Macular Pucker

Definition Epiretinal membranes (ERM) are defined as semitransparent membranes between the internal limiting membrane (ILM) and the vitreous. ERM may occur after a posterior vitreous detachment, inflammatory processes or vascular occlusions. In general there are three stages depending on the severity of the disease. Clinically the ERM can be classified as either a cellophane macular reflex without wrinkling or a preretinal macular fibrosis causing wrinkling in different layers of the retina. In the worst stage (Macular Pucker) all layers can be affected. Furthermore, an ERM can be classified by its etiology, which can be idiopathic or secondary.
Clinical Symptoms The clinical presentation of the disease, depending on the degree of severity, can range from completely asymptomatic to strongly symptomatic such as metamorphopsia, micropsia or macropsia, photopsia, decreased visual acuity, up to loss of central vision. Especially metamorphopsia can impair vision-related quality of life.
Diagnosis and Examinations In the early stage of the disease the cellophane membrane typically does not cause visual impairment, therefore it can be an incidental finding during a routine clinical examination. During the slit lamp examination the cellophane membrane is characterized by a glinting, walter-silk, shifting light reflex from the inner surface of the retina. Typical examinations are:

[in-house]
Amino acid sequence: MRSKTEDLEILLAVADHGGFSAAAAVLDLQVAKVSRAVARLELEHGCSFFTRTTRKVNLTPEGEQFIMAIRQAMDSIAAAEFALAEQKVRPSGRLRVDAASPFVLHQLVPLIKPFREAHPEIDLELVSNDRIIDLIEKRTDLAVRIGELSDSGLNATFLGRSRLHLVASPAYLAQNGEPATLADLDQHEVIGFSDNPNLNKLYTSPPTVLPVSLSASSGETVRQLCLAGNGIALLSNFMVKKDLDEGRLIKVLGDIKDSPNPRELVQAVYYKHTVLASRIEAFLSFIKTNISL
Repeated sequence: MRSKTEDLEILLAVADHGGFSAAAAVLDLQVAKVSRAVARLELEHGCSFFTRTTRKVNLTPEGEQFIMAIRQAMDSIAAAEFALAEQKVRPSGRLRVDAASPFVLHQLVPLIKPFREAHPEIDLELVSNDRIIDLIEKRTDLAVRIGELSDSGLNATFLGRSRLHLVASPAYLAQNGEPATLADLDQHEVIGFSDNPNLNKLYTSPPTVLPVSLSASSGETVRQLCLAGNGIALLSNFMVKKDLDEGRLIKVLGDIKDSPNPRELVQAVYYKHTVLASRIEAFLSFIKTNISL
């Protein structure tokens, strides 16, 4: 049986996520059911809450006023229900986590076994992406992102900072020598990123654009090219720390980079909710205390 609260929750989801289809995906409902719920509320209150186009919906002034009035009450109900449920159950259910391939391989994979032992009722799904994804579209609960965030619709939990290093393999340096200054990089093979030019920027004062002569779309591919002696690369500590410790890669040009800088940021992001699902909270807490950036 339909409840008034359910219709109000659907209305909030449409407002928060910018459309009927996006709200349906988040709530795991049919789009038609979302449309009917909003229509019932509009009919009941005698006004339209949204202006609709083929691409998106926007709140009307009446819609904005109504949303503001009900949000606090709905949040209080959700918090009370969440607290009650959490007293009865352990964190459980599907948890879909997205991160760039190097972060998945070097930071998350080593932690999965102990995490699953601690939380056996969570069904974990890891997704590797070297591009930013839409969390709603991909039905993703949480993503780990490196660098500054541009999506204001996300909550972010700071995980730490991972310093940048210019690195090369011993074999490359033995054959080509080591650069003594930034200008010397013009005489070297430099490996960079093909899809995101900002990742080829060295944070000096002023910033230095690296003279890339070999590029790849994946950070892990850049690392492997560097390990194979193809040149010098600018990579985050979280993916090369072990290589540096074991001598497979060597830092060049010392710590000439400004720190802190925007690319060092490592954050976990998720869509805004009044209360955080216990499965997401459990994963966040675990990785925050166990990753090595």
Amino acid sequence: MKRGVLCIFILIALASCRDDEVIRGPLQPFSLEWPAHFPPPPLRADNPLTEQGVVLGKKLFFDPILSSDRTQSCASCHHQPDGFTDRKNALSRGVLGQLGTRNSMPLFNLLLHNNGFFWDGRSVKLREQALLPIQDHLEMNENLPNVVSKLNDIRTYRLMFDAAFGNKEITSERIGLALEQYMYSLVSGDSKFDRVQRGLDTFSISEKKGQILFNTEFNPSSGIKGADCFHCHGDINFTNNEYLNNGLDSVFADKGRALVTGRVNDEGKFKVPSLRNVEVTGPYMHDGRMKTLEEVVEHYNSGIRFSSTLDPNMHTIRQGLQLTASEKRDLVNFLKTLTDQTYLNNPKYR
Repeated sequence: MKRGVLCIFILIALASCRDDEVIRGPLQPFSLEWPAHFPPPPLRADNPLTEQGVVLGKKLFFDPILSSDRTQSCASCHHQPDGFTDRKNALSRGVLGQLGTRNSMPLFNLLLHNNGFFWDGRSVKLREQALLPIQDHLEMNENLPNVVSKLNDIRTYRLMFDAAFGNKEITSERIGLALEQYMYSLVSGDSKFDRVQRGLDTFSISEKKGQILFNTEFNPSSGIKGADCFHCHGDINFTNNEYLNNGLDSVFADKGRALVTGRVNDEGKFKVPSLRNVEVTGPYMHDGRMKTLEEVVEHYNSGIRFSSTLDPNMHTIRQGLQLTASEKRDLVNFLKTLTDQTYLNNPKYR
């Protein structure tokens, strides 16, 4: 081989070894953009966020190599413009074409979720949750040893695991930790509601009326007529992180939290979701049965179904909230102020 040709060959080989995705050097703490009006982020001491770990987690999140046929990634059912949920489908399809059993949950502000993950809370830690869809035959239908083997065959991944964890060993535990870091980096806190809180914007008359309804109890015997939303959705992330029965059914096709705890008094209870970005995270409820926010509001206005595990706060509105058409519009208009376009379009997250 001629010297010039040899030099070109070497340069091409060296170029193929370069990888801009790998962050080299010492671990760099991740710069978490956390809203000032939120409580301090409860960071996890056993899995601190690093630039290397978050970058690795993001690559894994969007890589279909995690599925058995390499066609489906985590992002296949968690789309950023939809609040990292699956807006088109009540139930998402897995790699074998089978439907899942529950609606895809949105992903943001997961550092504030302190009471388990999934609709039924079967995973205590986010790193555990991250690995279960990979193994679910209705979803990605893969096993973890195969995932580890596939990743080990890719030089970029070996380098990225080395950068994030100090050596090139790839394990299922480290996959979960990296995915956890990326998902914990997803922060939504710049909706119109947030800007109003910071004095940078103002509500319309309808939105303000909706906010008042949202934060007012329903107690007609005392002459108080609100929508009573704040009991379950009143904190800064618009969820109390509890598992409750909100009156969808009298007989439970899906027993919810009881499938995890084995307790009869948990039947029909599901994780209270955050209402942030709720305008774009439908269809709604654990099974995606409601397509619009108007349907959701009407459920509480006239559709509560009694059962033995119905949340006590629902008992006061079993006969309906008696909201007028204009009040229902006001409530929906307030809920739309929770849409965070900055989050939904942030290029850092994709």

· Indirect ophthalmoscopy
· Fluorescein angiography (FA)
· Optical Coherence Tomography (OCT)
Prevention and Treatment The management options for the ERM are currently limited and consist of either observation or surgical intervention (pars plana vitrectomy and ERM removal). It is optional to remove the ILM as well but it may sustain to decrease the risk of ERM recurrence. The outcomes after surgical treatment are highly promising and verified by the best corrected vision acuity.